The Negros Occidental Coastal Wetlands Conservation Area (NOCWCA) has recently been declared as a new East Asian-Australasian Flyway (EAAF) site. This was on top of it being previously acknowledged as a Ramsar site by the Convention on Wetlands of International Importance in October 2016.
Department of Environment and Natural Resources-Negros Island Regional Director Al Orolfo said the global recognition established by science shows that birds of East Australian species are visiting indeed the “green island-region”.
“Being an established flyway, we are now more committed that this area shall be conserved, protected and widely used by the communities,” he said. Director Orolfo also added that “this recognition is another output achieved through common efforts of all stakeholders.”
As a partner Flyway Site Network, the coastal stretch is now one of the sites in 22 countries that served as an air highway for about 55 migratory species, or more than five million birds.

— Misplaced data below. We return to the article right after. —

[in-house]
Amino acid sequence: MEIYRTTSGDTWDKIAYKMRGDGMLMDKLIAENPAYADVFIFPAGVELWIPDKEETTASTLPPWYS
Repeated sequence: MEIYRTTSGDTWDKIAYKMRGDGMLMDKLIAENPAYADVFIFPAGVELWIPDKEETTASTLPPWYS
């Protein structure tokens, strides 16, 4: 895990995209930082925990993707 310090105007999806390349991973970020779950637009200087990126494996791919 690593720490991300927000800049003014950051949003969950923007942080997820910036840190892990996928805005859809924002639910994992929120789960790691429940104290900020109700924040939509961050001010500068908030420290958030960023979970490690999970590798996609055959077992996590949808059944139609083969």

The wetlands serve as one of the important sites for migrating shorebirds that breed from northern Asia and Alaska, and spend the non-breeding season in Southeast Asia and Australasia. NOCWCA hosts at least 73 species of water birds, three species of the globally threatened marine turtles, and the Irrawaddy dolphin.
With the new declaration, NOCWCA joins with three other sites in the Philippines that have been recognized as EAAF partners: the Olango Island Wildlife Sanctuary, the Naujan Lake Natural Park, and the Tubbataha Reef Natural Park.
With a contiguous coastline of more than 109 kilometers and covering seven municipalities, NOCWCA is a major source of livelihood for many coastal residents and fishermen. GIZ’s Protected Area Management Enhancement (PAME) Project in the Philippines has supported the Negros Island Region in the conservation of NOCWCA, which is seen as a potential ASEAN Heritage Park. (PAME/ Opalyn Agulay)